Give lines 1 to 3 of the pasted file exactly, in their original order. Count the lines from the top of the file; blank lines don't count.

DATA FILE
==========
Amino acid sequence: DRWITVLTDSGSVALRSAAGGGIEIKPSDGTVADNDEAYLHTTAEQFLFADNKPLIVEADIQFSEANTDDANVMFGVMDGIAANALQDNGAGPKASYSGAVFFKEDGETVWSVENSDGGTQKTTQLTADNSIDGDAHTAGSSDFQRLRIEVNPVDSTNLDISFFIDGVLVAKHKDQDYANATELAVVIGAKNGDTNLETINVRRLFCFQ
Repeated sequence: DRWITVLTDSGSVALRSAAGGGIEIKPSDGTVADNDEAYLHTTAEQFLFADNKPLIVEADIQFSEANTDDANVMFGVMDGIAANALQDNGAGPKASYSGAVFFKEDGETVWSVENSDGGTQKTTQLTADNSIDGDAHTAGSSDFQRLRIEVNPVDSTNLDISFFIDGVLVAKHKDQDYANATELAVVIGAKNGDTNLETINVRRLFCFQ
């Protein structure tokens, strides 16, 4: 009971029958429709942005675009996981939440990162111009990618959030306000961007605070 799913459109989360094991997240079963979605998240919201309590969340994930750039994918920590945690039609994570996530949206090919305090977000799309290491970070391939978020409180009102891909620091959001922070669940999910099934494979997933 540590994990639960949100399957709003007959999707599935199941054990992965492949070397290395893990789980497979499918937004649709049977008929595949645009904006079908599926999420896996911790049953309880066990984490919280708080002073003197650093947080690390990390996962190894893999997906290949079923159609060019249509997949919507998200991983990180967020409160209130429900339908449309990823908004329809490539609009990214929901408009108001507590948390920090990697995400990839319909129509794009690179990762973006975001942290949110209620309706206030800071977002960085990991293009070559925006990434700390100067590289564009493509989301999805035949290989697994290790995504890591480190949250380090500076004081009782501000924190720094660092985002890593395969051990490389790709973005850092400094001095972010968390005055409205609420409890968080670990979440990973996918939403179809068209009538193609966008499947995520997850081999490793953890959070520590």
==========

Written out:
Amino acid sequence: DRWITVLTDSGSVALRSAAGGGIEIKPSDGTVADNDEAYLHTTAEQFLFADNKPLIVEADIQFSEANTDDANVMFGVMDGIAANALQDNGAGPKASYSGAVFFKEDGETVWSVENSDGGTQKTTQLTADNSIDGDAHTAGSSDFQRLRIEVNPVDSTNLDISFFIDGVLVAKHKDQDYANATELAVVIGAKNGDTNLETINVRRLFCFQ
Repeated sequence: DRWITVLTDSGSVALRSAAGGGIEIKPSDGTVADNDEAYLHTTAEQFLFADNKPLIVEADIQFSEANTDDANVMFGVMDGIAANALQDNGAGPKASYSGAVFFKEDGETVWSVENSDGGTQKTTQLTADNSIDGDAHTAGSSDFQRLRIEVNPVDSTNLDISFFIDGVLVAKHKDQDYANATELAVVIGAKNGDTNLETINVRRLFCFQ
């Protein structure tokens, strides 16, 4: 009971029958429709942005675009996981939440990162111009990618959030306000961007605070 799913459109989360094991997240079963979605998240919201309590969340994930750039994918920590945690039609994570996530949206090919305090977000799309290491970070391939978020409180009102891909620091959001922070669940999910099934494979997933 540590994990639960949100399957709003007959999707599935199941054990992965492949070397290395893990789980497979499918937004649709049977008929595949645009904006079908599926999420896996911790049953309880066990984490919280708080002073003197650093947080690390990390996962190894893999997906290949079923159609060019249509997949919507998200991983990180967020409160209130429900339908449309990823908004329809490539609009990214929901408009108001507590948390920090990697995400990839319909129509794009690179990762973006975001942290949110209620309706206030800071977002960085990991293009070559925006990434700390100067590289564009493509989301999805035949290989697994290790995504890591480190949250380090500076004081009782501000924190720094660092985002890593395969051990490389790709973005850092400094001095972010968390005055409205609420409890968080670990979440990973996918939403179809068209009538193609966008499947995520997850081999490793953890959070520590």